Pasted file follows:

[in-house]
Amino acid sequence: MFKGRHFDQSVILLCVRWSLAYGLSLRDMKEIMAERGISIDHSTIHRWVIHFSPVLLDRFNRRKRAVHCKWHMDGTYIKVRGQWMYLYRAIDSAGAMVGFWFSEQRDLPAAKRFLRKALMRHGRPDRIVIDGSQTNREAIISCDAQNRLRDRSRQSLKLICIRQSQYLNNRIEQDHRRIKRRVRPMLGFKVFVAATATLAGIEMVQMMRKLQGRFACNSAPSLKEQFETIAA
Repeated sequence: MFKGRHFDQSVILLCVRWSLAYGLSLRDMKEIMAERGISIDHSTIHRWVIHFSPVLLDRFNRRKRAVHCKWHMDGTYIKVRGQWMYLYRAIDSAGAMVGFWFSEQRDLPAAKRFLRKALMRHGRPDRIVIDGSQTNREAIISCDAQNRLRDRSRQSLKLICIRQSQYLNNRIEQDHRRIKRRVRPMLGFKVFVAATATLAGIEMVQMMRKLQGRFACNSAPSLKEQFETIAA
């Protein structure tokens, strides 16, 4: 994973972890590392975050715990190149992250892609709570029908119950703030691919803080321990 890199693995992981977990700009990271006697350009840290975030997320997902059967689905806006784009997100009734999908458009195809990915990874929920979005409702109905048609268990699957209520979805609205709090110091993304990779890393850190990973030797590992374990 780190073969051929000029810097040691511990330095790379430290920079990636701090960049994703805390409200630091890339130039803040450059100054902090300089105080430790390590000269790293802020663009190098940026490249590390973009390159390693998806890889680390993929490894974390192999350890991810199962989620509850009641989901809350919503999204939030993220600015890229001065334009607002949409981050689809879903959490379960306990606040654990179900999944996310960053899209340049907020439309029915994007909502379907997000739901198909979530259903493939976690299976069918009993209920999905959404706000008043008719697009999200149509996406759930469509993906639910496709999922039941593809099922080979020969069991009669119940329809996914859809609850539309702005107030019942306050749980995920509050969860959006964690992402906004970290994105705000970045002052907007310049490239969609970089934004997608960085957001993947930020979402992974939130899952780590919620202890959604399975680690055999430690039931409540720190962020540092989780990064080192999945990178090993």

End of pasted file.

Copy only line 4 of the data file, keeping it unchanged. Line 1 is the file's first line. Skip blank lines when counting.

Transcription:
């Protein structure tokens, strides 16, 4: 994973972890590392975050715990190149992250892609709570029908119950703030691919803080321990 890199693995992981977990700009990271006697350009840290975030997320997902059967689905806006784009997100009734999908458009195809990915990874929920979005409702109905048609268990699957209520979805609205709090110091993304990779890393850190990973030797590992374990 780190073969051929000029810097040691511990330095790379430290920079990636701090960049994703805390409200630091890339130039803040450059100054902090300089105080430790390590000269790293802020663009190098940026490249590390973009390159390693998806890889680390993929490894974390192999350890991810199962989620509850009641989901809350919503999204939030993220600015890229001065334009607002949409981050689809879903959490379960306990606040654990179900999944996310960053899209340049907020439309029915994007909502379907997000739901198909979530259903493939976690299976069918009993209920999905959404706000008043008719697009999200149509996406759930469509993906639910496709999922039941593809099922080979020969069991009669119940329809996914859809609850539309702005107030019942306050749980995920509050969860959006964690992402906004970290994105705000970045002052907007310049490239969609970089934004997608960085957001993947930020979402992974939130899952780590919620202890959604399975680690055999430690039931409540720190962020540092989780990064080192999945990178090993």